We're celebrating our 30th anniversary as a registered charity
It has been 30 years since the Mare and Foal Sanctuary became a charity.
The sanctuary was founded by Rosemary Kind in 1988, but we didn’t become a fully-fledged charity until four years later in 1992. Since then, we have rescued over 1,000 horses, ponies and foals.
It all began with a small group of rescued foals at Rosemary’s farm in Chudleigh in Devon.
Her vision was to ensure that the smallest and weakest, injured or unwanted horses and ponies had care and a home for life. She dedicated her life to rescuing and looking after equines, retiring in 2013.
Here at the Sanctuary we’re holding fast to her vision. It’s honoured on a daily basis by all the staff who dedicate their working lives to the horses and ponies in the sanctuary’s care.
“I’m so proud of my mother Rosemary for starting the sanctuary. It’s been a privilege to follow the journey of every horse and pony we have rescued. “I work with some incredible people. Their commitment and dedication are truly humbling and inspiring. “Together we make a difference. I cannot thank you enough for your support.”
Syra Bowden, Director of Equine and Rosemary’s daughter
Thank you for your continued support through the good times and the hard times.
The last two years have been unpredictable. The ongoing coronavirus pandemic has presented many challenges for the sanctuary to overcome. From keeping our staff and their families safe, to selling our South Manor sanctuary, we have worked hard through uncertain times to secure the future of our charity and stay true to Rosemary’s vision.
We have rescued 21 equines in the last year – that’s nearly two admissions a month. A further 77 horses and ponies have been rehomed in the last 12 months via our Sanctuary at Home scheme. Additionally, 236 people were supported with advice, resulting in positive welfare outcomes. Of these 161 had early welfare intervention for their horses and ponies which meant they did not have to come into sanctuary.
We are working hard to provide a safe sanctuary for horses, expand our welfare outreach and advice to the equine-owning community and deliver equine assisted learning to people in our communities.
Horses and ponies are costly animals to care for, especially our rescued horses who require specialist handling and retraining or ongoing veterinary treatment, medication and care.
With your ongoing support, we will be here for the next 30 years to provide lifelong, life-changing, loving care and support to rescued horses, ponies and foals. This will include building a high intensity care unit at our Coombe Park sanctuary in the future for vulnerable horses with complex needs.
Lifelong, life-changing care and support
Inula came into our care following a large multi-agency rescue in 2019. She had suffered extensive neglect. Survey x-rays revealed a small round air gun pellet which coincided with a lump on her pastern. It was clear that Inula had been shot in the hoof with an air gun at some point in her life. Attempting to remove the pellet could cause it to enter further into the hoof towards the joint instead of coming out, so the decision has been made to leave it where it is to reduce the risk. With your continued support we will provide Inula with a safe sanctuary and veterinary care for the rest of her life.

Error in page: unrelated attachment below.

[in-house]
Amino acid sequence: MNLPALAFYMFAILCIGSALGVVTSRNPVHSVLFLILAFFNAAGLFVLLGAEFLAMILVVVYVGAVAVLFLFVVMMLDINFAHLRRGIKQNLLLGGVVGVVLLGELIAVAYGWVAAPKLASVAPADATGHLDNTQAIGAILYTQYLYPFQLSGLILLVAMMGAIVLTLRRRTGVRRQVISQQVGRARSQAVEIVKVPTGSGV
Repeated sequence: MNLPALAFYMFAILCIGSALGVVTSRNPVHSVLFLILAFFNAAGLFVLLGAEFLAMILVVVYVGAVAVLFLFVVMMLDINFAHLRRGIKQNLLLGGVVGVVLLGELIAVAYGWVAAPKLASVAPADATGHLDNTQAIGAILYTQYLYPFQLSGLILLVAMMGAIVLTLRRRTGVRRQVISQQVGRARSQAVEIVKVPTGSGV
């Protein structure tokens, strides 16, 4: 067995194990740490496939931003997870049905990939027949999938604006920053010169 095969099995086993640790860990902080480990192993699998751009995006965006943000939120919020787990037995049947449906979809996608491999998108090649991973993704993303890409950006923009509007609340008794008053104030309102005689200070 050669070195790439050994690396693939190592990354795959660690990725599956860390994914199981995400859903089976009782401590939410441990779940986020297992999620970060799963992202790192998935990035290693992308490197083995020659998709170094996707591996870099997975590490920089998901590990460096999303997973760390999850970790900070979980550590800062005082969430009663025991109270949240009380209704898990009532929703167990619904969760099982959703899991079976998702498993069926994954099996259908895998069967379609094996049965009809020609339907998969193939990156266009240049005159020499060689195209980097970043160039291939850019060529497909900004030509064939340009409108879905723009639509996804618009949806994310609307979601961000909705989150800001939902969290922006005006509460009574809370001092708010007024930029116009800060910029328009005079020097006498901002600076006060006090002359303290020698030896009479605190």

Geronimo arrived at the Sanctuary in 2018. We could tell that he was partially sighted in his left eye, which had been left unchecked for a long time. Our vets advised that he needed to have it removed as soon as possible. He had an enucleation (eye removal surgery) in March 2019. Within a couple of weeks of the surgery, he had shown signs of improvement and we were delighted he could rejoin his herd. Geronimo copes very well with only one eye and lives a fulfilling and happy life. Geronimo is an Adoption pony and part of our Equine Assisted Learning team helping children, young people and adults.
Tulip was born at the sanctuary in April 2020. Her mum, Taylor, was rescued alongside two other heavily pregnant mares. Her birth was difficult, and the vet attended to make sure that the foal was healthy. Initially Tulip’s left foreleg looked sore, and it took her a while to stand up and get steady on her feet. Thankfully, over the next few days Tulip began to find her feet. It wasn’t long until she was chasing her friend Lio around the field. Tulip is now a lively two-year-old and is looking for a home with a Sanctuary at Home carer.
Celebrate our 30th anniversary with us...
Enjoy a behind-the-scenes guided tour of our peaceful sanctuaries. Connect with our rescued horses and ponies, hear their back stories and meet the knowledgeable grooms who care for them. You’ll be able to hear about our life-changing education and therapy activities and have a go at creating enrichment toys for our horses and ponies.